Increasing community-based, competitive, integrated employment for individuals with disabilities has become a growing focus in Virginia and across the country. This national movement, referred to as Employment First, emphasizes employment in the general workforce as the first and preferred option for individuals with disabilities receiving assistance from publicly financed systems. Employment First is rooted in the assumption that all people, including individuals with significant disabilities, are capable of working real jobs, in typical work settings, alongside co-workers without disabilities. Competitive wages and benefits equal to one’s job responsibilities are paramount with this initiative, as is the opportunity for employee advancement.
In addition to presuming that all individuals are capable of competitive work, the success of Employment First relies largely on systems change efforts, including increased collaboration among agencies serving individuals with disabilities. Experience shows that when provided with the right supports, people with significant disabilities are capable of employment. The outcomes include a more diversified workforce, healthier economy, and persons with disabilities having the opportunity to further develop their financial independence, self-esteem, self-efficacy, and personal and professional relationships.
The Employment First initiative does not just impact adult services. With the combination of Employment First and the Workforce Innovation and Opportunity Act (WIOA), there is an increased emphasis on educators effectively supporting students with disabilities to prepare for competitive integrated employment. Youth with disabilities are to be provided with extensive pre-employment transition services so they can successfully join the general workforce. In Virginia, all students develop Academic and Career Plans in middle school and every student with an Individualized Education Program (IEP) begins receiving transition planning services the year they turn 14. Virginia’s Department of Education’s (VDOE) is implementing person-centered planning, career development, and career pathways as means to better prepare youth for the world of work. The focus on preparation for competitive employment is also exemplified by the requirement that all students getting a Standard Diploma with credit accommodations complete a Career and Technical Education (CTE) credential. In addition, VDOE is developing competencies in employment, academics, and independent living, with self-determination and technology embedded in every domain for students earning an Applied Studies Diploma (referred to as a Special Diploma prior to July 1, 2015).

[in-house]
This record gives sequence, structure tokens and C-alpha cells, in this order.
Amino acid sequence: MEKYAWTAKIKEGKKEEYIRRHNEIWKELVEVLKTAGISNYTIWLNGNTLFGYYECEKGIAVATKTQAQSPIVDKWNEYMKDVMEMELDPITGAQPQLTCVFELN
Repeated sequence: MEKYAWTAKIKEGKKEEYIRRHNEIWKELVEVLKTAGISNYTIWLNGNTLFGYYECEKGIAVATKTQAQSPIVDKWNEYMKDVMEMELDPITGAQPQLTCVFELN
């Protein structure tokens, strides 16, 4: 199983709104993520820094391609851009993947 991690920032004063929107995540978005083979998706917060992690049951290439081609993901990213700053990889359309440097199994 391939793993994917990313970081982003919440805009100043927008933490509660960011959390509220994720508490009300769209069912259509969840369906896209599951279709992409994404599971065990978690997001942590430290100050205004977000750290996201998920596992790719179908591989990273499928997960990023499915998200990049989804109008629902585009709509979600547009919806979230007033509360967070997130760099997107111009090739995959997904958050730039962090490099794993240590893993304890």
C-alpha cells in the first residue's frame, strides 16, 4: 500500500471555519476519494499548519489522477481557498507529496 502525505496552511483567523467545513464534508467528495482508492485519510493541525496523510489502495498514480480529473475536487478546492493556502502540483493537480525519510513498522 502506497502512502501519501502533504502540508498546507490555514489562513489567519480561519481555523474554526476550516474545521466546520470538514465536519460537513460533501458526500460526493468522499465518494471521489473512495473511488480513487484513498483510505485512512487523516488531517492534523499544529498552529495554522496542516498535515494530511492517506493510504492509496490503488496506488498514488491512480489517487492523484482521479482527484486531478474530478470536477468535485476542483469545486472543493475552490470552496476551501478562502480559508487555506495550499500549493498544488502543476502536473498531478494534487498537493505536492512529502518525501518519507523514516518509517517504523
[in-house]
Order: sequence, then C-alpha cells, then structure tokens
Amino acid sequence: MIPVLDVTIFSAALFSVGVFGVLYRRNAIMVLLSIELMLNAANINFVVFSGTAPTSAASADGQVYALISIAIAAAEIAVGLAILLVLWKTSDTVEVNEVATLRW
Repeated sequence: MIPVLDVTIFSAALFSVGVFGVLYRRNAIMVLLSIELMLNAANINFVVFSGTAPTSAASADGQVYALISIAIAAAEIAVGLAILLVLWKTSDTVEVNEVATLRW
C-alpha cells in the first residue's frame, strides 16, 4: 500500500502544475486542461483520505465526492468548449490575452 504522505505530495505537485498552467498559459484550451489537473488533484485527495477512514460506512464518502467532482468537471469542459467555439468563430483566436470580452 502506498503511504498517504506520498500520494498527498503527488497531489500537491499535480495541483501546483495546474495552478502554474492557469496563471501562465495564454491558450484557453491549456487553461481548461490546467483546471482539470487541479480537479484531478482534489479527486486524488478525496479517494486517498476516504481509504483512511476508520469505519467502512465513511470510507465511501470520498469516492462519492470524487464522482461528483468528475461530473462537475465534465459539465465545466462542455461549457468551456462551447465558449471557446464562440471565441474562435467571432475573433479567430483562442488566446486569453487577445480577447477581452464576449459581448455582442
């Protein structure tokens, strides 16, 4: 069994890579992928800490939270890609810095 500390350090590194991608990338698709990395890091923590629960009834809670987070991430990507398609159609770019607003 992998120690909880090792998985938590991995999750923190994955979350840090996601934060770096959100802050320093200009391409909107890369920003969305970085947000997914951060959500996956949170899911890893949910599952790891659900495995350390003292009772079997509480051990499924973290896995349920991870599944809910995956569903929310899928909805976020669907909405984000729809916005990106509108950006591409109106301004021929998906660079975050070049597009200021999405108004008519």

Collaboration among agencies in Virginia, including the Department for Aging and Rehabilitative Services (DARS), the Department of Behavioral Health and Developmental Services (DBHDS), Virginia Commonwealth University’s Rehabilitation Research and Training Center (VCU-RRTC), and VDOE, have contributed to the development of programs and services that aim to better prepare transitioning youth with disabilities to engage in the workforce. Increased Project Search sites and pilots for customized employment and school-to-work best practices are among the outcomes of this enhanced collaboration. As the benefits of Employment First continue to become apparent, we can only expect to see more creative and collaborative efforts to further promote this imperative initiative.